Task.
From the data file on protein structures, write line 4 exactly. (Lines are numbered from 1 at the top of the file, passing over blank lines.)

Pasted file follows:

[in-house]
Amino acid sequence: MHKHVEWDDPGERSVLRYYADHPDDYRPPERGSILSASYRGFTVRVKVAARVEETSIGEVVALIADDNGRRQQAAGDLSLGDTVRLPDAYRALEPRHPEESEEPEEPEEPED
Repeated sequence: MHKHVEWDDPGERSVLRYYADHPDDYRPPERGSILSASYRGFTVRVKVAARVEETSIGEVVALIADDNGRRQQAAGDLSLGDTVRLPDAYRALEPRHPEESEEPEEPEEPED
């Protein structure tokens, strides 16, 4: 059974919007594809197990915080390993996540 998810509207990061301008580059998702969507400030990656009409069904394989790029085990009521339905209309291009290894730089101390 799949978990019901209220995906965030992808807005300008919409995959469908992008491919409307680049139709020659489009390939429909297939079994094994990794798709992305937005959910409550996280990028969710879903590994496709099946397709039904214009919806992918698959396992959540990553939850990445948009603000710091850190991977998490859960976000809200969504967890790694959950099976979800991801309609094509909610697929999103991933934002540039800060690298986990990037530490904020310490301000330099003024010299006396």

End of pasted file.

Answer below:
């Protein structure tokens, strides 16, 4: 059974919007594809197990915080390993996540 998810509207990061301008580059998702969507400030990656009409069904394989790029085990009521339905209309291009290894730089101390 799949978990019901209220995906965030992808807005300008919409995959469908992008491919409307680049139709020659489009390939429909297939079994094994990794798709992305937005959910409550996280990028969710879903590994496709099946397709039904214009919806992918698959396992959540990553939850990445948009603000710091850190991977998490859960976000809200969504967890790694959950099976979800991801309609094509909610697929999103991933934002540039800060690298986990990037530490904020310490301000330099003024010299006396």